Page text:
Senate and politics of fuel subsidy removal

Senate-Chamber514 July 2014, Abuja – Six weeks after the Senate committee on finance chaired by Senator Ahmed Makarfi submitted its report to the Upper House on the unmerited $49.8 billion by the Nigerian National Petroleum Corporation (NNPC), the Senate last week, debated the report extensively and rejected the total removal of subsidy.

Recall that in 2012, President Goodluck Jonathan removed subsidy on the grounds that it will save the country N.1.134 trillion which he claimed will be used to develop infrastructural development which would in turn lead to the creation of job opportunities .

Subsidy has been defined as aids directly granted by government to an individual or private commercial enterprise deemed beneficial to the public. It is also a grant or gift of money from a government to a private company, organization, or charity to help it function.

In relation to fuel subsidy, it can be said to mean the financial aid granted to autonomous and foremost oil marketers by the government for them to supply their products at a cheaper rate for the benefit of the masses.

This move is always aimed at boosting the economy of a country, providing social amenities for the people, stabilizing the market, creation of employment opportunities.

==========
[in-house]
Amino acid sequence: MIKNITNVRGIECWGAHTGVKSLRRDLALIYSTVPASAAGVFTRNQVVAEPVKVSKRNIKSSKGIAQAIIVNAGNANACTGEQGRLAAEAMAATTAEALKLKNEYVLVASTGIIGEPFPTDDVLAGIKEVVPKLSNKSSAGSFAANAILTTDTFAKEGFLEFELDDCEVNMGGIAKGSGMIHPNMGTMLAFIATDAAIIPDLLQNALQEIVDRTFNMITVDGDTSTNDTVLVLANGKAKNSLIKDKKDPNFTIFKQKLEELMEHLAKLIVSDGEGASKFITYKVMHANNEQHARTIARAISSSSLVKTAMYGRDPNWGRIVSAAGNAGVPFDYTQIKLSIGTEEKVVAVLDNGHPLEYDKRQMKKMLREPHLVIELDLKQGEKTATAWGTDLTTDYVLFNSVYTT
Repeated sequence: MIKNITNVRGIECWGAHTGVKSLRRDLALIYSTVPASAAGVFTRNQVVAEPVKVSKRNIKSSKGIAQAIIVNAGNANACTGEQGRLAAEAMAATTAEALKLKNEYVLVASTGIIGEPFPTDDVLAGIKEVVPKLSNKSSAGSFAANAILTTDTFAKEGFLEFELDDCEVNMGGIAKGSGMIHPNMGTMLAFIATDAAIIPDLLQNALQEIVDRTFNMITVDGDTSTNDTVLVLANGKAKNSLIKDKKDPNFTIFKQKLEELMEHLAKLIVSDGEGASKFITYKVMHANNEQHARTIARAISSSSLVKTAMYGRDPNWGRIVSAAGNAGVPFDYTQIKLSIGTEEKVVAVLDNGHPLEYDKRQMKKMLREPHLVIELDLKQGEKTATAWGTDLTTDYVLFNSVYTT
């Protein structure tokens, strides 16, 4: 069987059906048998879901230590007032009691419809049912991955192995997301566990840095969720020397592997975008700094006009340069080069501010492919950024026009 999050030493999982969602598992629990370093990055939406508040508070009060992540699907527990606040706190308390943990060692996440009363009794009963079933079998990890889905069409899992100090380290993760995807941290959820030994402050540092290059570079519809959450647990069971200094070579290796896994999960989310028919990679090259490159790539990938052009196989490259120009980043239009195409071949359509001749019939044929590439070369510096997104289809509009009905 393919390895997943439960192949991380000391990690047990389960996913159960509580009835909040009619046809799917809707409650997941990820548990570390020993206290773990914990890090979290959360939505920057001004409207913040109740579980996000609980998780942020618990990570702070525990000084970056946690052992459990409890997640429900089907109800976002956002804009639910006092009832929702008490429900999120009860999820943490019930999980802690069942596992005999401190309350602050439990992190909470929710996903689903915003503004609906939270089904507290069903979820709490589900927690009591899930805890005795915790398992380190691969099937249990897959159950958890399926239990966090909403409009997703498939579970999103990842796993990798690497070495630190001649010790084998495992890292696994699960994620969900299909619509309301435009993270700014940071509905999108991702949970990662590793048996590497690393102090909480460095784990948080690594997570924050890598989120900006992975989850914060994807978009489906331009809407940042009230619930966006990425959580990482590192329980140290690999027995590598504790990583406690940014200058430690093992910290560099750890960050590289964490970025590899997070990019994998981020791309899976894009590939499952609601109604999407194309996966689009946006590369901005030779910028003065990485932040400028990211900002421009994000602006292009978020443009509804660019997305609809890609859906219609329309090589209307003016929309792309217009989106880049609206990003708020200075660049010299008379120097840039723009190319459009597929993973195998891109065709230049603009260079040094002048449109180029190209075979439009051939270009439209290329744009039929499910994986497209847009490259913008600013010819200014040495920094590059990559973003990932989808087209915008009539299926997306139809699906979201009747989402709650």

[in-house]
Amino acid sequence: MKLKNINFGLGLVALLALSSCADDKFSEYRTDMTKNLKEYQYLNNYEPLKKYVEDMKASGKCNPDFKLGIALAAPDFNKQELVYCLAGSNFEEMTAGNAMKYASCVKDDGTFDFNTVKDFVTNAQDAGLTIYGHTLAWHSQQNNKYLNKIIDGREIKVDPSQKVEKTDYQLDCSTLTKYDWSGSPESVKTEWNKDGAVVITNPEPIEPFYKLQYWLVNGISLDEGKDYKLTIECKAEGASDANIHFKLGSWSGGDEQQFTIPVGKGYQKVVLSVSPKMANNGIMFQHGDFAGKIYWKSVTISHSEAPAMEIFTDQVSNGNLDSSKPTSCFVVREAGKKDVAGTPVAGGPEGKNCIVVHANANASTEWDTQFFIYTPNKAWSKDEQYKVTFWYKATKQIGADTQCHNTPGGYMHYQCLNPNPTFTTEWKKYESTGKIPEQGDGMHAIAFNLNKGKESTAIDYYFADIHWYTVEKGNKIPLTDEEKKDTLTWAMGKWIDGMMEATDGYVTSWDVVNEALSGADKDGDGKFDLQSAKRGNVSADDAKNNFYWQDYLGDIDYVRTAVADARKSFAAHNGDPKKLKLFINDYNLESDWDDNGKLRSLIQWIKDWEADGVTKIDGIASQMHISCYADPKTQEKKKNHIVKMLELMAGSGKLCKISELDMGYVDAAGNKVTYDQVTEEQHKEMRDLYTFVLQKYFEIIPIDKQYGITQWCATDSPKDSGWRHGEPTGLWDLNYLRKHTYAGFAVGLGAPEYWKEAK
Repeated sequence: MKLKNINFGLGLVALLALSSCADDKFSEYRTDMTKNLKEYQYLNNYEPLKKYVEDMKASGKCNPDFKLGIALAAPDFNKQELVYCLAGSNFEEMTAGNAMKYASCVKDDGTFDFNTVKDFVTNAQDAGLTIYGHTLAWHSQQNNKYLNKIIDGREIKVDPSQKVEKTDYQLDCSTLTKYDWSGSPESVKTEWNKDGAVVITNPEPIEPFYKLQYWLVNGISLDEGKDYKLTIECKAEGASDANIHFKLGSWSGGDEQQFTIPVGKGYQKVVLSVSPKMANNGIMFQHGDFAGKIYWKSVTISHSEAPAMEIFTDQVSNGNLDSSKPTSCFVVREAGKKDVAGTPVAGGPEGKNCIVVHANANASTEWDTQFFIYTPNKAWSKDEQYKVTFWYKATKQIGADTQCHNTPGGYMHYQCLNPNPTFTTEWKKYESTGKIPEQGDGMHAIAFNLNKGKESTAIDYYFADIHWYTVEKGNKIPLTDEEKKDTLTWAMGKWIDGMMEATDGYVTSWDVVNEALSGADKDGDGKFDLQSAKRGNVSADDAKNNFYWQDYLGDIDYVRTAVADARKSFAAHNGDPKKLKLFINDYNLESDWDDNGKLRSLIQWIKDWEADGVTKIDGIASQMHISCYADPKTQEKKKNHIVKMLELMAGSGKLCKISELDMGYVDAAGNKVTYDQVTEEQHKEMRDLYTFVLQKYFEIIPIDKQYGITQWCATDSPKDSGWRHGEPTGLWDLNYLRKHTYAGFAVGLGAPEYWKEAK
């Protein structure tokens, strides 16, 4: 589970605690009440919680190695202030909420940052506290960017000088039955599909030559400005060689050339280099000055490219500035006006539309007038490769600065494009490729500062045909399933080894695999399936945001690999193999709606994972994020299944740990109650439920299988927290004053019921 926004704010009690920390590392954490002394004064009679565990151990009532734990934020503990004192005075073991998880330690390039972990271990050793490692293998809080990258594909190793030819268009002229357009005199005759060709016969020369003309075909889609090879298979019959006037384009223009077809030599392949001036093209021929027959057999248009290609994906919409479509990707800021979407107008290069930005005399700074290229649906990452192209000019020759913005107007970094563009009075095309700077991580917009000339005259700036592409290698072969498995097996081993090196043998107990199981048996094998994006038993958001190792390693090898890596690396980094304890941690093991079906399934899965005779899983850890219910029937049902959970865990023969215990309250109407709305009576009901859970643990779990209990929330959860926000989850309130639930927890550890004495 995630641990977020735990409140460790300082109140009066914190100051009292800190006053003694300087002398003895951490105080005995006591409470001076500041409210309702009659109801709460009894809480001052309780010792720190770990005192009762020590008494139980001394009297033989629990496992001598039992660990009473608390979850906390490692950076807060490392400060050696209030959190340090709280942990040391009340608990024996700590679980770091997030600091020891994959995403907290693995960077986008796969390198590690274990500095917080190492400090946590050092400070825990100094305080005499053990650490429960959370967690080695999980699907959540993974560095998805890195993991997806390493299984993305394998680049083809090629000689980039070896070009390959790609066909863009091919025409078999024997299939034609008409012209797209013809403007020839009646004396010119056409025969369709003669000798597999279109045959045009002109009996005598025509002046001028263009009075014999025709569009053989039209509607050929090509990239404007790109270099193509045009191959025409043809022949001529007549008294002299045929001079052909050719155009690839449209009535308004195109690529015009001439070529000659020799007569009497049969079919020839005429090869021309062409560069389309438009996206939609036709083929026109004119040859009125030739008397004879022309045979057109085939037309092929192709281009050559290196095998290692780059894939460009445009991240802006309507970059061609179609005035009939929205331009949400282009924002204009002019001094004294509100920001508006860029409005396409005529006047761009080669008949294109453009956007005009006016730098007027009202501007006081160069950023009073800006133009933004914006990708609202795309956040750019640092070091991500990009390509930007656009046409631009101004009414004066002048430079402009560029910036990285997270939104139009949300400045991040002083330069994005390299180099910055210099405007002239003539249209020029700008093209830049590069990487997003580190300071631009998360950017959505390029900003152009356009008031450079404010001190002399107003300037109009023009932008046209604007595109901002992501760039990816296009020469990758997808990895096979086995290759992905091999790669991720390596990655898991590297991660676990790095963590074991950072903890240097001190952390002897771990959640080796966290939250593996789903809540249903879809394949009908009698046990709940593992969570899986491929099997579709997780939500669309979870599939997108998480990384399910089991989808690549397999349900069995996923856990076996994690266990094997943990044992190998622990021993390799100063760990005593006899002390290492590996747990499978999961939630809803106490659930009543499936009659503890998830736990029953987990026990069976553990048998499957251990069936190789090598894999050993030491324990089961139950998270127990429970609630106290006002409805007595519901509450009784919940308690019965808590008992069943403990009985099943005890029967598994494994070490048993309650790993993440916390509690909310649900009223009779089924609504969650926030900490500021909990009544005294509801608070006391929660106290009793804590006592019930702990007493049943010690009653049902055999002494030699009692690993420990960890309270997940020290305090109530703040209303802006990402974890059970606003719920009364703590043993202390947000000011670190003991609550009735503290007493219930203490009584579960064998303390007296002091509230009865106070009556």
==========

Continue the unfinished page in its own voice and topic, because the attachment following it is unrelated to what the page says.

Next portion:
The president argued that a cabal of Nigerian businessmen were benefiting from the fuel subsidy regime. But Nigerians resisted the move as they took to the streets to protest what they perceived as government’s injustice to the poor masses. Their argument was that the timing was wrong.

Regardless, even though one of the recommendations of the Makarfi committee’s report was that that subsidy should be removed, most senators argued that it should be sustained. Rather, they argued, those found to be benefiting illegally from the subsidy regime should be punished

On his part Senate President David Mark called for caution and insisted that if it has to go, the masses should be sensitised enough to know the benefits and otherwise of the move.


– Jonathan Nda-Isaiah, Leadership

About the Author